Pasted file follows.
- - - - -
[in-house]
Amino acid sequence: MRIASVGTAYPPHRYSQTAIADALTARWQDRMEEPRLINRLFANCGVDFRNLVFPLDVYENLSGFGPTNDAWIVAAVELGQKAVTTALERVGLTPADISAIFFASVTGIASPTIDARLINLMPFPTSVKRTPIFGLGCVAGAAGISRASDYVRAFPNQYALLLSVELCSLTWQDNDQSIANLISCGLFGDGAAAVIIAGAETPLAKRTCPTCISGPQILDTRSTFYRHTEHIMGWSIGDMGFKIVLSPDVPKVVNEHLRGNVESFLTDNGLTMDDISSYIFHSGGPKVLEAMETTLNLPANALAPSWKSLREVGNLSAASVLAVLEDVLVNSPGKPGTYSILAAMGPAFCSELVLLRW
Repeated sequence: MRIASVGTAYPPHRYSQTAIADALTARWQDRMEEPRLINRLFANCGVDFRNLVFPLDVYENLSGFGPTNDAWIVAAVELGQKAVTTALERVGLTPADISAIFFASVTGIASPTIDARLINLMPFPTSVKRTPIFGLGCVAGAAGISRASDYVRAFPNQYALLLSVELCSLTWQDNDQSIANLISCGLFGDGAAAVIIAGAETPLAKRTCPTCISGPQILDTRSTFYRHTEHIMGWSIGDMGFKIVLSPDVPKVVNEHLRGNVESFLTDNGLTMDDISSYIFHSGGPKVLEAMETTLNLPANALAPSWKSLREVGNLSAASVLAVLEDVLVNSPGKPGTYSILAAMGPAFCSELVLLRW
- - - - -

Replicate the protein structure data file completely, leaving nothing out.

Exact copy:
[in-house]
Amino acid sequence: MRIASVGTAYPPHRYSQTAIADALTARWQDRMEEPRLINRLFANCGVDFRNLVFPLDVYENLSGFGPTNDAWIVAAVELGQKAVTTALERVGLTPADISAIFFASVTGIASPTIDARLINLMPFPTSVKRTPIFGLGCVAGAAGISRASDYVRAFPNQYALLLSVELCSLTWQDNDQSIANLISCGLFGDGAAAVIIAGAETPLAKRTCPTCISGPQILDTRSTFYRHTEHIMGWSIGDMGFKIVLSPDVPKVVNEHLRGNVESFLTDNGLTMDDISSYIFHSGGPKVLEAMETTLNLPANALAPSWKSLREVGNLSAASVLAVLEDVLVNSPGKPGTYSILAAMGPAFCSELVLLRW
Repeated sequence: MRIASVGTAYPPHRYSQTAIADALTARWQDRMEEPRLINRLFANCGVDFRNLVFPLDVYENLSGFGPTNDAWIVAAVELGQKAVTTALERVGLTPADISAIFFASVTGIASPTIDARLINLMPFPTSVKRTPIFGLGCVAGAAGISRASDYVRAFPNQYALLLSVELCSLTWQDNDQSIANLISCGLFGDGAAAVIIAGAETPLAKRTCPTCISGPQILDTRSTFYRHTEHIMGWSIGDMGFKIVLSPDVPKVVNEHLRGNVESFLTDNGLTMDDISSYIFHSGGPKVLEAMETTLNLPANALAPSWKSLREVGNLSAASVLAVLEDVLVNSPGKPGTYSILAAMGPAFCSELVLLRW